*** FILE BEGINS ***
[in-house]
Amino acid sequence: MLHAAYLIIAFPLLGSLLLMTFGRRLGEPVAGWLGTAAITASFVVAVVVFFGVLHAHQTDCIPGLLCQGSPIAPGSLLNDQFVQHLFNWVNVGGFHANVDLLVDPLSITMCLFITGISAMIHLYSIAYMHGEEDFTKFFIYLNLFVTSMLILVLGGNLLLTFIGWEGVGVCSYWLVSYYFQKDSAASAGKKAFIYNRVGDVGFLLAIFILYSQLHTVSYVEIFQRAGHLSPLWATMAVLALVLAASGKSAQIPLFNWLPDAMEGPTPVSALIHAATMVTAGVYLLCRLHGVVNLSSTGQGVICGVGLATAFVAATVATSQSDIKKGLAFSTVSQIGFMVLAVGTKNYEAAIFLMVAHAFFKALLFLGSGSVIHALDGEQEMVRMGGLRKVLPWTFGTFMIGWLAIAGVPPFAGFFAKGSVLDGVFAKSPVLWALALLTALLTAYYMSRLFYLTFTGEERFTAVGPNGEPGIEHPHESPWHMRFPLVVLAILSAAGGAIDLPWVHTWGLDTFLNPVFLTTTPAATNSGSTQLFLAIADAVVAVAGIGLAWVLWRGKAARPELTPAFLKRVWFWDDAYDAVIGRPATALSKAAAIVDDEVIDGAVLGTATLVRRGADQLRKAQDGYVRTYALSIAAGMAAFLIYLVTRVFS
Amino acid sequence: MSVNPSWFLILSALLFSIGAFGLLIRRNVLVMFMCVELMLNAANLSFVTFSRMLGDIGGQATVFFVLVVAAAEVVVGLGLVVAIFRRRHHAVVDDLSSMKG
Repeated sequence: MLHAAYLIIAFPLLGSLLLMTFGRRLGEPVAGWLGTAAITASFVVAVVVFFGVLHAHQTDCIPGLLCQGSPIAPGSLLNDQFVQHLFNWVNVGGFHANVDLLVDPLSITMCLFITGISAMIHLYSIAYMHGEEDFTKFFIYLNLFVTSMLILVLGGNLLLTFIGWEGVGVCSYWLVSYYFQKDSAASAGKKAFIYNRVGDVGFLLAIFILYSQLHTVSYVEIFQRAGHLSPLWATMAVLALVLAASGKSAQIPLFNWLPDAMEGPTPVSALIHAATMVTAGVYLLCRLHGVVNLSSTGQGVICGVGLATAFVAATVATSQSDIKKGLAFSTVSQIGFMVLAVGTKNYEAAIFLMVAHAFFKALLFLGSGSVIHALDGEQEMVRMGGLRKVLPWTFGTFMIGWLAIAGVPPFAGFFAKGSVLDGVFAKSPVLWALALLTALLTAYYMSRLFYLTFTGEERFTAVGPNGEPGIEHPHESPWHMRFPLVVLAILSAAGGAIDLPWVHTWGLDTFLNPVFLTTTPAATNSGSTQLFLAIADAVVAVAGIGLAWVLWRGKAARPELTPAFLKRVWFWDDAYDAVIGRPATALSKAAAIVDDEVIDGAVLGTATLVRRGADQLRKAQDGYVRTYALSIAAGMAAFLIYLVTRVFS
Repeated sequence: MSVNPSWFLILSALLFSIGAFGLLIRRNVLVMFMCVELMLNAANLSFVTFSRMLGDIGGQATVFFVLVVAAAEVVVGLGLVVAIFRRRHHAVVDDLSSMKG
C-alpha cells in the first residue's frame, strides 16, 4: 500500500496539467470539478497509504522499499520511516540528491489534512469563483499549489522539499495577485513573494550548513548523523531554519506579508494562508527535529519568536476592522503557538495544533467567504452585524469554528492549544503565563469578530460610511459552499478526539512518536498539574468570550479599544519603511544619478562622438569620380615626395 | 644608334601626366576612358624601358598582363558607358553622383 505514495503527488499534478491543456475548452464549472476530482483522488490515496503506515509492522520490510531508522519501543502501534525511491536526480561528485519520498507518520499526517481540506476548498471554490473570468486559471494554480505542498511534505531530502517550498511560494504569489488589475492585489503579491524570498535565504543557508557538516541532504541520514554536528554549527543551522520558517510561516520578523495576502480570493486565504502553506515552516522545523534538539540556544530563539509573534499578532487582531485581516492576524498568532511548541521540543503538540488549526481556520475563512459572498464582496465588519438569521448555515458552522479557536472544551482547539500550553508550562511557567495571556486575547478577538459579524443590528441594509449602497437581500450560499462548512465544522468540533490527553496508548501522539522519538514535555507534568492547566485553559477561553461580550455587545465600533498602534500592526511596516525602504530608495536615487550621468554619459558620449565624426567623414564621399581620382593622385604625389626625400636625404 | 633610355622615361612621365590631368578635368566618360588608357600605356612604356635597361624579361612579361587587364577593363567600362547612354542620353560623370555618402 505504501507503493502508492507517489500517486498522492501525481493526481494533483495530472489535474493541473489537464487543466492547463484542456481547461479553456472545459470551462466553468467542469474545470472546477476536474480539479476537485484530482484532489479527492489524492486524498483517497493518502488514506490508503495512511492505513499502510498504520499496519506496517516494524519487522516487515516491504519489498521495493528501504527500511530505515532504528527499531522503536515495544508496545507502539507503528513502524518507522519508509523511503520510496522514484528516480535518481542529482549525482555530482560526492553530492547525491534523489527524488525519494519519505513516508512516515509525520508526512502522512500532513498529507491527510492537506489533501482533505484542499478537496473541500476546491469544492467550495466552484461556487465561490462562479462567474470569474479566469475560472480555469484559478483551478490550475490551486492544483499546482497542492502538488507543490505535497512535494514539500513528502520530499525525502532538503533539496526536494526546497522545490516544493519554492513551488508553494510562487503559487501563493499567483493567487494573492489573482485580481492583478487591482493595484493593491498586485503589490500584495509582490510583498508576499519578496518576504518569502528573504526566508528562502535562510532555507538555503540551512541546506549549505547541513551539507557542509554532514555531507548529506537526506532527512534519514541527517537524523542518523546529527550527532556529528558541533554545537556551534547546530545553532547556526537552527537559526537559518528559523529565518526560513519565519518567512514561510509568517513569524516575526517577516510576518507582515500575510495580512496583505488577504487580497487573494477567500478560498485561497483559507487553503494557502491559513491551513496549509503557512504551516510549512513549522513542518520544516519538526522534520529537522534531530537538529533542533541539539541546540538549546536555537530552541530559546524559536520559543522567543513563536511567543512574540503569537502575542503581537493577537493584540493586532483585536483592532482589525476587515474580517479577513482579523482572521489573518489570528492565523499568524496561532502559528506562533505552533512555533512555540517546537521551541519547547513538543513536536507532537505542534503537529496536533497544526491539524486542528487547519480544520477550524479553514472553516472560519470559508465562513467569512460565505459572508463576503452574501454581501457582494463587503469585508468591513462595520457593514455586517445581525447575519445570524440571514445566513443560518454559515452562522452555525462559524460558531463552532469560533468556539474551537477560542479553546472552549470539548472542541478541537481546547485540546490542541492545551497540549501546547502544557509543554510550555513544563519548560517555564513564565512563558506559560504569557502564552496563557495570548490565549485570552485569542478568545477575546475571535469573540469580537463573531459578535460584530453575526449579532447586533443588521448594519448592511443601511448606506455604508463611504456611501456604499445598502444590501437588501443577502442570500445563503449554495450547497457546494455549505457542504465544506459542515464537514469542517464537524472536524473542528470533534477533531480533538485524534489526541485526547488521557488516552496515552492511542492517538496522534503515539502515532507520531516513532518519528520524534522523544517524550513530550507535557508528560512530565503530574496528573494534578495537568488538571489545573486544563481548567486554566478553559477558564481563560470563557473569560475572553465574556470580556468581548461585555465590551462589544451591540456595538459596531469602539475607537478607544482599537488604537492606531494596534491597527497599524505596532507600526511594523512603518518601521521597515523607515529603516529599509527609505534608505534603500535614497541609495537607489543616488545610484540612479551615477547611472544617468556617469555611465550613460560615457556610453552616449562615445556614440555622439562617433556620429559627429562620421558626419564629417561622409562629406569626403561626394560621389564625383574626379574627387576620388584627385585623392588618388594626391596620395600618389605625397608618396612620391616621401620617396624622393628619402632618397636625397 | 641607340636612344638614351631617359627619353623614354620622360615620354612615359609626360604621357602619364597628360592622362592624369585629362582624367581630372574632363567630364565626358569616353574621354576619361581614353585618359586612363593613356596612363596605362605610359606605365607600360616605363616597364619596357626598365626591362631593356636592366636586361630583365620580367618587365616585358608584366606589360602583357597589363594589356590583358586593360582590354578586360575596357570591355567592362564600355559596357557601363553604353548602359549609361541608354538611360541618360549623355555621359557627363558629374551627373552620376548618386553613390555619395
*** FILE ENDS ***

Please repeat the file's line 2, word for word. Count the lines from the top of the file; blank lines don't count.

Amino acid sequence: MLHAAYLIIAFPLLGSLLLMTFGRRLGEPVAGWLGTAAITASFVVAVVVFFGVLHAHQTDCIPGLLCQGSPIAPGSLLNDQFVQHLFNWVNVGGFHANVDLLVDPLSITMCLFITGISAMIHLYSIAYMHGEEDFTKFFIYLNLFVTSMLILVLGGNLLLTFIGWEGVGVCSYWLVSYYFQKDSAASAGKKAFIYNRVGDVGFLLAIFILYSQLHTVSYVEIFQRAGHLSPLWATMAVLALVLAASGKSAQIPLFNWLPDAMEGPTPVSALIHAATMVTAGVYLLCRLHGVVNLSSTGQGVICGVGLATAFVAATVATSQSDIKKGLAFSTVSQIGFMVLAVGTKNYEAAIFLMVAHAFFKALLFLGSGSVIHALDGEQEMVRMGGLRKVLPWTFGTFMIGWLAIAGVPPFAGFFAKGSVLDGVFAKSPVLWALALLTALLTAYYMSRLFYLTFTGEERFTAVGPNGEPGIEHPHESPWHMRFPLVVLAILSAAGGAIDLPWVHTWGLDTFLNPVFLTTTPAATNSGSTQLFLAIADAVVAVAGIGLAWVLWRGKAARPELTPAFLKRVWFWDDAYDAVIGRPATALSKAAAIVDDEVIDGAVLGTATLVRRGADQLRKAQDGYVRTYALSIAAGMAAFLIYLVTRVFS